Thursday, February 22, 2024
News Toyota Still Working on Gasoline Engines, Chairman Believes EVs will Peak at...

Toyota Still Working on Gasoline Engines, Chairman Believes EVs will Peak at 30% Market Share

Toyota still believes in combustion engines.

  • The automaker plans to keep selling combustion-powered cars for the time being.

  • Akio Toyoda says hybrid, hydrogen, and gasoline powertrains will cover 70% of the market.

  • The executive also says that abandoning combustion power could lead to job losses in the automotive industry.

Toyota is often criticized for being late to the EV party, having only one fully electric model to offer its North American Customers, and it doesn’t seem the company is willing to change that.

Indeed, the automaker’s chairman and former CEO, Akio Toyoda, said in a recent speech that Toyota will push forward with a new major engine project, confirming comments he had made earlier stating that the company will keep developing new internal combustion engines.

This is surprising since almost every other player in the automotive industry has announced its intention to either focus its efforts on electric vehicles or abandon combustion power entirely by the middle of the next decade.

Furthermore, the executive believes battery electric vehicles will only ever reach a market share of 30%, leaving 70% to be occupied by other types of vehicles, such as traditional combustion-powered models, hybrids, and those equipped with a fuel cell hydrogen powertrain.

In addition, hydrogen-burning engines, a technology recently tested by Toyota in a Corolla race car, were mentioned as another avenue the automaker might want to explore in the coming years.

According to Mr. Toyoda, one of the main limiting factors that will prevent EVs from becoming the only solution to achieve carbon neutrality in the automotive industry is the lack of charging infrastructure, especially in developing countries.

Indeed, he reminded the corporate managers present at his speech that there are still a billion people who don’t have access to electricity around the world, and most of them live in regions where Toyota enjoys enviable popularity, such as Africa and the Middle East.

Considering this, it is easy to understand why Toyota doesn’t want to go all-in on electric vehicles and prefers a more diversified approach instead.

Another reason cited by the executive is that switching entirely to EVs could result in significant job losses in the automotive industry, both within the company and on the supplier side. Speaking of suppliers, Toyoda claimed many of them who specialize in building engine parts are already finding it difficult to get banks to lend them money due to EVs being percieved by many as the only way forward.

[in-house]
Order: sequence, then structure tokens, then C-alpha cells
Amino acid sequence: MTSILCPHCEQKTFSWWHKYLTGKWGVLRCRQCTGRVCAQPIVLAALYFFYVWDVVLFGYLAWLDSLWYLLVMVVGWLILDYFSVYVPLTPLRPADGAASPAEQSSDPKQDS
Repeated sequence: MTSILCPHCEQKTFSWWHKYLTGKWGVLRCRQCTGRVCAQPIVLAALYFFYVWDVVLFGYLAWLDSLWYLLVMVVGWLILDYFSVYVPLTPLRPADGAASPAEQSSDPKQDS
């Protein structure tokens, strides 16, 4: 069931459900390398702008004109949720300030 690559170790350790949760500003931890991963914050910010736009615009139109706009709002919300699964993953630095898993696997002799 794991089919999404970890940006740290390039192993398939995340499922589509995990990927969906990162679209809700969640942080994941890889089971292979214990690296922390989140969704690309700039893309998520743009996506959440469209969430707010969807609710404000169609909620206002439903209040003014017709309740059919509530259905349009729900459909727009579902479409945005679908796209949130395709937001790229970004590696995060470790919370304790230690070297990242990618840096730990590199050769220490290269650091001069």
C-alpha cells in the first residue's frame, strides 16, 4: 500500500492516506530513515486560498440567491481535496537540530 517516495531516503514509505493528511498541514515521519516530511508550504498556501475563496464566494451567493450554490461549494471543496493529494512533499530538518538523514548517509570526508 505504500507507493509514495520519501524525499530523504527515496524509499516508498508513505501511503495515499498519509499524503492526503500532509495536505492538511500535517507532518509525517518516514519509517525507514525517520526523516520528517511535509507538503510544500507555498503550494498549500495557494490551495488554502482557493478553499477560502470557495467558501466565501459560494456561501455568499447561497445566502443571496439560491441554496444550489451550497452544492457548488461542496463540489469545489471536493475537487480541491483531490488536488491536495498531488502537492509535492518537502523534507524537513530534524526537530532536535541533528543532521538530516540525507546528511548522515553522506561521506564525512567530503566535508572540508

It will be interesting to see if Toyota is making the right call by keeping combustion power around as long as possible or if it’s on the way to losing its title of world’s largest automobile manufacturer instead.


Trending Now

2025 Lexus UX Gets Fifth-Gen Hybrid Power

250h becomes 300h with 196 hp Lexus updates safety system, new screens and dash Lexus is giving its smallest model a boost for 2025....

Volkswagen Reportedly Planning Boxster-Related New Scirocco

New 'Roc could arrive in 2028 Would share platform with Porsche and Audi TT One of the coolest Volkswagens of all could be making...

The 2023 Ford Mustang Mach-E is Now Up to $13,000 Cheaper in Canada

All models of the electric SUV are now $5,000 cheaper, except for the GT Performance Edition, which is $13,000 less expensive. This means...

2025 Volkswagen ID. Buzz Production to Start in August

The North American 2025 Volkswagen ID. Buzz has a longer wheelbase and an optional third-row seat, unlike the European-market variant. RWD and AWD...

General Motors Will Invest US $150 Million into NMG for a Supply of Canadian Graphite

NMG will supply the automaker with 18,000 tonnes of graphite annually for at least six years. NMG will process the carbon-neutral graphite into...


Please enter your comment!
Please enter your name here

This site uses Akismet to reduce spam. Learn how your comment data is processed.